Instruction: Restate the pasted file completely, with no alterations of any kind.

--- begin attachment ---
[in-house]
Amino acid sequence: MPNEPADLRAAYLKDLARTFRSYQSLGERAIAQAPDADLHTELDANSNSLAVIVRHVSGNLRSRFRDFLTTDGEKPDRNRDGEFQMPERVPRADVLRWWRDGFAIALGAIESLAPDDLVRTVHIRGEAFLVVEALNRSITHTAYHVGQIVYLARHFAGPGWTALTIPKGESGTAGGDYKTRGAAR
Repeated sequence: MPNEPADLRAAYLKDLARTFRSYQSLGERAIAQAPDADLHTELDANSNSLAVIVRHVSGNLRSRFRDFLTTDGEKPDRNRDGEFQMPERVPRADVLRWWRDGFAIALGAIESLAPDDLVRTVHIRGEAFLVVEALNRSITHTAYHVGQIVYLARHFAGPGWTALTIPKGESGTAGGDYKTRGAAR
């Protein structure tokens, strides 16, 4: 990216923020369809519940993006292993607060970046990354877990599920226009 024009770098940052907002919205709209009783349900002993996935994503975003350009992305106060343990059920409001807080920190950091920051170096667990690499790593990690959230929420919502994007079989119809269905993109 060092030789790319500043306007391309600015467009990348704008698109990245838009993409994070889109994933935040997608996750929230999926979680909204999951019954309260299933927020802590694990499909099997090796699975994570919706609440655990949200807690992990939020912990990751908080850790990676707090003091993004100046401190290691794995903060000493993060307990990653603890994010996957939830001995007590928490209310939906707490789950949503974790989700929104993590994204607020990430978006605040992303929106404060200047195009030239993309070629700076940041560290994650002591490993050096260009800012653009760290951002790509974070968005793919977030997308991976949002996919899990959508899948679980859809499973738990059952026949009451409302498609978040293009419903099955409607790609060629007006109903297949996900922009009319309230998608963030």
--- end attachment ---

[in-house]
Amino acid sequence: MPNEPADLRAAYLKDLARTFRSYQSLGERAIAQAPDADLHTELDANSNSLAVIVRHVSGNLRSRFRDFLTTDGEKPDRNRDGEFQMPERVPRADVLRWWRDGFAIALGAIESLAPDDLVRTVHIRGEAFLVVEALNRSITHTAYHVGQIVYLARHFAGPGWTALTIPKGESGTAGGDYKTRGAAR
Repeated sequence: MPNEPADLRAAYLKDLARTFRSYQSLGERAIAQAPDADLHTELDANSNSLAVIVRHVSGNLRSRFRDFLTTDGEKPDRNRDGEFQMPERVPRADVLRWWRDGFAIALGAIESLAPDDLVRTVHIRGEAFLVVEALNRSITHTAYHVGQIVYLARHFAGPGWTALTIPKGESGTAGGDYKTRGAAR
């Protein structure tokens, strides 16, 4: 990216923020369809519940993006292993607060970046990354877990599920226009 024009770098940052907002919205709209009783349900002993996935994503975003350009992305106060343990059920409001807080920190950091920051170096667990690499790593990690959230929420919502994007079989119809269905993109 060092030789790319500043306007391309600015467009990348704008698109990245838009993409994070889109994933935040997608996750929230999926979680909204999951019954309260299933927020802590694990499909099997090796699975994570919706609440655990949200807690992990939020912990990751908080850790990676707090003091993004100046401190290691794995903060000493993060307990990653603890994010996957939830001995007590928490209310939906707490789950949503974790989700929104993590994204607020990430978006605040992303929106404060200047195009030239993309070629700076940041560290994650002591490993050096260009800012653009760290951002790509974070968005793919977030997308991976949002996919899990959508899948679980859809499973738990059952026949009451409302498609978040293009419903099955409607790609060629007006109903297949996900922009009319309230998608963030």